From mid-August to Mid-September the front area of the White Lion Street Gallery in Tenby will host a special exhibition of 30 small paintings by local artist Dorian Spencer Davies. The exhibition celebrates the 30th anniversary of Dorian’s graduation as an art student at Dyfed College, Carmarthen and the start of his career in illustration in London.
Dorian worked with several publishing houses including 12 years with Dorling Kindersley. His specialised training in natural history and botanical illustration stood him in good stead as illustrator for children’s and educational books. In due course he returned to Pembrokeshire, where he was brought up, settling for many years in Tenby as a freelance artist and illustrator.
He had by then developed an instantly recognisable personal style of painting: he used watercolours and every technique associated with the medium, combined with Indian ink outlining; with a strong basis in drawing he confidently twisted, stretched and contorted the perspectives of his scenes to produce jumbles of harbour side houses, curvy horizons and rounded hills. It’s a deceptively simple look which relies on mathematical precision to be successful.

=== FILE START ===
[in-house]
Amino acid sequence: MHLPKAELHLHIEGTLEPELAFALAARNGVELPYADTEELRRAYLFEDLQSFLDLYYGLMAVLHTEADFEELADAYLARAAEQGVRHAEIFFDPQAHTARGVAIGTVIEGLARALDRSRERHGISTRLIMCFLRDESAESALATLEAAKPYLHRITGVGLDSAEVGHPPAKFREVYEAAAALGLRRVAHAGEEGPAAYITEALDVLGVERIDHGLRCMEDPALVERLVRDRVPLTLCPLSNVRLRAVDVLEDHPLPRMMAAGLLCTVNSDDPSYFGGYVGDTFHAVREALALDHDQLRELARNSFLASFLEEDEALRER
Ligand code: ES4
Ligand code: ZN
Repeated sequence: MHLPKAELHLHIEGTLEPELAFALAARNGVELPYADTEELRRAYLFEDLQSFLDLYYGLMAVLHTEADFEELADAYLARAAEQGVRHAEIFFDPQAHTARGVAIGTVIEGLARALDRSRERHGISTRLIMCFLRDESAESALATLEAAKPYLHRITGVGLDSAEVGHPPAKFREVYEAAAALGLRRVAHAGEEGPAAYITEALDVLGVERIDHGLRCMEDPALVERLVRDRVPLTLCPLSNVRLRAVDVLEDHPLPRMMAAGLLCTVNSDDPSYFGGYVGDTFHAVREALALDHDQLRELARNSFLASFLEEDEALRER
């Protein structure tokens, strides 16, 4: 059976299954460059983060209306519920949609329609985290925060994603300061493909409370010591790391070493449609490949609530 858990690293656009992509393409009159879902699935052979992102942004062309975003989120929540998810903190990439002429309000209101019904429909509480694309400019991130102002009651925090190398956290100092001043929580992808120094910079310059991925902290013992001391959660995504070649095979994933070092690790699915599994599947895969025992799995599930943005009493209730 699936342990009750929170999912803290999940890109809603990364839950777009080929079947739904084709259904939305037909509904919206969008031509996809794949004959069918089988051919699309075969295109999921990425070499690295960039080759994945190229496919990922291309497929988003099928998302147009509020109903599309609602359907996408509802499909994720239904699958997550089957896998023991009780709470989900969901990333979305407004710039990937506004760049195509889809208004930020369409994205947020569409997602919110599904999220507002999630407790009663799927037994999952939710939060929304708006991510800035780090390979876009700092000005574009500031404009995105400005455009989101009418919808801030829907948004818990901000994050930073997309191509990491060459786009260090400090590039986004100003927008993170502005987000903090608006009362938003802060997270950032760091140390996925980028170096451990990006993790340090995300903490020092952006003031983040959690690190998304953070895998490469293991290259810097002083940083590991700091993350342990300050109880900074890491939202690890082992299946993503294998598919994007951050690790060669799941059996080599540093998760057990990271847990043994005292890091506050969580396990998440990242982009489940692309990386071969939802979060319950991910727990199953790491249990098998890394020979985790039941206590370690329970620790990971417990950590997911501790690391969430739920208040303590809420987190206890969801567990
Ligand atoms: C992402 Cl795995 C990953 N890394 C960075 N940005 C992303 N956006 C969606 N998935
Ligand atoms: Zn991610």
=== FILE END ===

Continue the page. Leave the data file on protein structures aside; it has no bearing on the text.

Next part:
There will be 30 original paintings featuring places in South Wales – the beaches and cliffs of Rhossilli Bay, Rickets Head and Barafundle, the harbour towns of Saundersfoot, Porthgain and Tenby, and boats, moons, sun and snow, historical and artisan buildings and landmarks.
Joyful, colourful, clever – the paintings of Dorian Spencer Davies appeal to all ages and are frequently commissioned for special occasions like birthdays and anniversaries.
Along with the £300 originals will be some strictly limited editions of reproduction prints and greetings cards. Dorian will be available from
2 to 4 pm on Saturday 16th August for anyone who wishes to meet him informally at the gallery. Everyone is invited.
The gallery is free and open from10am till 5pm every day except for Wednesdays. For further information telephone 01834-843375 or see the exhibition on the website www.artmatters.org.uk.